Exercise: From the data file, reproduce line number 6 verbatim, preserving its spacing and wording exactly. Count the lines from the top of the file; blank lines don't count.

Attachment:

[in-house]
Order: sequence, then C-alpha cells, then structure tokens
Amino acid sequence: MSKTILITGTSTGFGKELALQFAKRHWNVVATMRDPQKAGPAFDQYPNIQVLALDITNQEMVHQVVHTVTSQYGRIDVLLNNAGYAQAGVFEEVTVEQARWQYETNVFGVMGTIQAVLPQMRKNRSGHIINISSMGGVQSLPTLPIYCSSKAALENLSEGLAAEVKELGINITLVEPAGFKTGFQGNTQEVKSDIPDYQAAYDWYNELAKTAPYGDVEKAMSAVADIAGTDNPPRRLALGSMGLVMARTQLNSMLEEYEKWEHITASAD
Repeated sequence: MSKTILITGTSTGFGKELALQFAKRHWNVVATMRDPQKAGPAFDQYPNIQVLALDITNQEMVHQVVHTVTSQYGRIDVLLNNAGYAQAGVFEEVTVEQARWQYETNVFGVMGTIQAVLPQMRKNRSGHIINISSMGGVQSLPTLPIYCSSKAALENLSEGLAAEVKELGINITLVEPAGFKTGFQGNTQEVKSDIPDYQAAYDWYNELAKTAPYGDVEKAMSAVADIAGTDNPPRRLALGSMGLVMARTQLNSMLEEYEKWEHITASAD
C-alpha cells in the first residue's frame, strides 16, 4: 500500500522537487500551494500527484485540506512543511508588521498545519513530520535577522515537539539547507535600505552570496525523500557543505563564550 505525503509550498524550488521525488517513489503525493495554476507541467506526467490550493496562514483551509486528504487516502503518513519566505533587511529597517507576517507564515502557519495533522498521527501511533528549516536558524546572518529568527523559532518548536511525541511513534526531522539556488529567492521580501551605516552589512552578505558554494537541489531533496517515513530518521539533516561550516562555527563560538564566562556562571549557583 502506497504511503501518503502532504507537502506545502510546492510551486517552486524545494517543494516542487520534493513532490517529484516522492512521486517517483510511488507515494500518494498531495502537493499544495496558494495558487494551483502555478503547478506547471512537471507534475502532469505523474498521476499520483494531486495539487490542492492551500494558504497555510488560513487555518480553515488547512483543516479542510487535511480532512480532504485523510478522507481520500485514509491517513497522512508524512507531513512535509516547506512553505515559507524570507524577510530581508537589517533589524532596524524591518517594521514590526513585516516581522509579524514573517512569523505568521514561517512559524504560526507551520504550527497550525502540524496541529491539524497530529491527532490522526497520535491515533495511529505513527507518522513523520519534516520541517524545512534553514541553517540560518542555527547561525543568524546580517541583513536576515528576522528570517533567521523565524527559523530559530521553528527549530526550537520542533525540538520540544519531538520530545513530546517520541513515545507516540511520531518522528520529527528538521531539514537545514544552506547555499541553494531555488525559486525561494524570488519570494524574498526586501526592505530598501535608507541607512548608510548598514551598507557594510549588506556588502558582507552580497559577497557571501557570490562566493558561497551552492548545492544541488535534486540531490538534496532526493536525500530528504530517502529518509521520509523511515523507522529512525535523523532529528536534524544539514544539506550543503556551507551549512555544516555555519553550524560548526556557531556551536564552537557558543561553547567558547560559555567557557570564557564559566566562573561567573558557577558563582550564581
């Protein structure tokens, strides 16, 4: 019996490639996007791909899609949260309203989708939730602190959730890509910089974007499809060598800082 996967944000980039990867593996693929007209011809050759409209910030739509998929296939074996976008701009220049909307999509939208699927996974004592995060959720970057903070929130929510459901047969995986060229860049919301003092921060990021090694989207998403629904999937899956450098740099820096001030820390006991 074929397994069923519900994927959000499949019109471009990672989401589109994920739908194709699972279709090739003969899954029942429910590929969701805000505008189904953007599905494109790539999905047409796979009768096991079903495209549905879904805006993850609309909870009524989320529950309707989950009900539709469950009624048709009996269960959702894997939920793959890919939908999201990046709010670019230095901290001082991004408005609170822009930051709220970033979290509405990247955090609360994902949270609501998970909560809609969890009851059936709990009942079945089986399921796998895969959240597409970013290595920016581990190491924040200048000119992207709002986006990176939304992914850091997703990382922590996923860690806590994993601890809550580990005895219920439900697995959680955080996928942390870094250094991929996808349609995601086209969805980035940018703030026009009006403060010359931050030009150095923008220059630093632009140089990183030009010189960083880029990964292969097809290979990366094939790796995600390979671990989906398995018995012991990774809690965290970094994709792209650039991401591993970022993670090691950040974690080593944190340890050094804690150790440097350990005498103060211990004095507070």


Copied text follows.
């Protein structure tokens, strides 16, 4: 019996490639996007791909899609949260309203989708939730602190959730890509910089974007499809060598800082 996967944000980039990867593996693929007209011809050759409209910030739509998929296939074996976008701009220049909307999509939208699927996974004592995060959720970057903070929130929510459901047969995986060229860049919301003092921060990021090694989207998403629904999937899956450098740099820096001030820390006991 074929397994069923519900994927959000499949019109471009990672989401589109994920739908194709699972279709090739003969899954029942429910590929969701805000505008189904953007599905494109790539999905047409796979009768096991079903495209549905879904805006993850609309909870009524989320529950309707989950009900539709469950009624048709009996269960959702894997939920793959890919939908999201990046709010670019230095901290001082991004408005609170822009930051709220970033979290509405990247955090609360994902949270609501998970909560809609969890009851059936709990009942079945089986399921796998895969959240597409970013290595920016581990190491924040200048000119992207709002986006990176939304992914850091997703990382922590996923860690806590994993601890809550580990005895219920439900697995959680955080996928942390870094250094991929996808349609995601086209969805980035940018703030026009009006403060010359931050030009150095923008220059630093632009140089990183030009010189960083880029990964292969097809290979990366094939790796995600390979671990989906398995018995012991990774809690965290970094994709792209650039991401591993970022993670090691950040974690080593944190340890050094804690150790440097350990005498103060211990004095507070």